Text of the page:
Teaching. Seminar. Research! Fall 2018 was jam packed. Between teaching Fundamentals of Ecology and running our department’s seminar, I extracted stem water from the trees in my plots above the caves. The water in the stem is representative of the water source of the tree at the time of sampling. Analyzing the oxygen and hydrogen stable isotopes of the stem water and comparing them to the environmental water sources (i.e. precipitation, soil water, groundwater) allows us to determine if the tree is using shallow or deep water.
This data complimented the rest of my genetics and stable isotope data, allowing me to present this information at the American Geophysical Union in Washington D.C. in December. I was able to see my cousins as well as see great friends and meet new ones. While I was there, I had the amazing opportunity to speak at the National Geographic Society headquarters along with some of my fellow Explorers. It was so awesome to hear about the incredible work that is being conducted around the world and across a number of fields – from examining rivers on Earth to understand ancient rivers on Mars to analyzing the dynamics of lava flow to aid in warning systems for communities in volcanic regions.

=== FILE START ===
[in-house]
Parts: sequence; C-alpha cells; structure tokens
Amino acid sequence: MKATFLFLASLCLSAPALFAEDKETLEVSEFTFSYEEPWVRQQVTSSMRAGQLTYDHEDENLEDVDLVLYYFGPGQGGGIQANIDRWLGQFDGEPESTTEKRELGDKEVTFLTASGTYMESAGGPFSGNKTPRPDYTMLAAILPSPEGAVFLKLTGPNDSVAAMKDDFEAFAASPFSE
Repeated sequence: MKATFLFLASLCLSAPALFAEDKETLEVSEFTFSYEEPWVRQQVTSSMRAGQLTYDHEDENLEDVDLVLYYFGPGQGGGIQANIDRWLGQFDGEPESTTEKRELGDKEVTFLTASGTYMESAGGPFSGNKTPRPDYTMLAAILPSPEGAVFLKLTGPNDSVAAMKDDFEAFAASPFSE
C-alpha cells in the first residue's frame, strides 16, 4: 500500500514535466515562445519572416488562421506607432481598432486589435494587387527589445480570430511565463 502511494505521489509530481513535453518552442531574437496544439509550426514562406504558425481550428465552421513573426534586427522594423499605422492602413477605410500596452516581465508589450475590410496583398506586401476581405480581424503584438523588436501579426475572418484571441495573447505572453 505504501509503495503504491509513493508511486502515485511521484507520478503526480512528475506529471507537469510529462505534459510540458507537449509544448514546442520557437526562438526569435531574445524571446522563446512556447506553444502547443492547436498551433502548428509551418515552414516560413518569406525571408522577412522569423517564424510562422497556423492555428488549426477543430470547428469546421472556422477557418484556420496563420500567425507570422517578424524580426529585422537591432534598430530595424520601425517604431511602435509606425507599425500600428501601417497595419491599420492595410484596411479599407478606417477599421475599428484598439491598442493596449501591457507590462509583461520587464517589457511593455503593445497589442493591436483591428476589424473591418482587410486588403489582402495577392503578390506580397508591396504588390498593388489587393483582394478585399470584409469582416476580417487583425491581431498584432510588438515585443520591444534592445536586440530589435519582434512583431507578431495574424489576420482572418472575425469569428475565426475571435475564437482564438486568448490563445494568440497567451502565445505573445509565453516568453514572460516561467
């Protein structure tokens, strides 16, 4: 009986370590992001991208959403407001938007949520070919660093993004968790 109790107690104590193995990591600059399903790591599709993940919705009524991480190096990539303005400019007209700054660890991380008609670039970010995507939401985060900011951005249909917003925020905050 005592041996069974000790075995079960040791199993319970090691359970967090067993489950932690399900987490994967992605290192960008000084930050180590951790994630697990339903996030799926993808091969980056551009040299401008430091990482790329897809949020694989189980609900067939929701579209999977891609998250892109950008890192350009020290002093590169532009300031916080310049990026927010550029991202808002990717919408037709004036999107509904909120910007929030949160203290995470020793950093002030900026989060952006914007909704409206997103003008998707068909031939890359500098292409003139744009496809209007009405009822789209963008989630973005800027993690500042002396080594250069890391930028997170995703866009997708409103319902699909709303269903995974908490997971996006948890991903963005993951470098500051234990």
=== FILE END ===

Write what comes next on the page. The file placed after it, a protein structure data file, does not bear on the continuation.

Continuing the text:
After leaving the conference, I was able to spend time with my family during the holidays, a much needed break before gearing up for the spring semester. Along with organizing seminar again, I am writing two manuscripts and looking forward to possible traveling to Quintana Roo in the summer.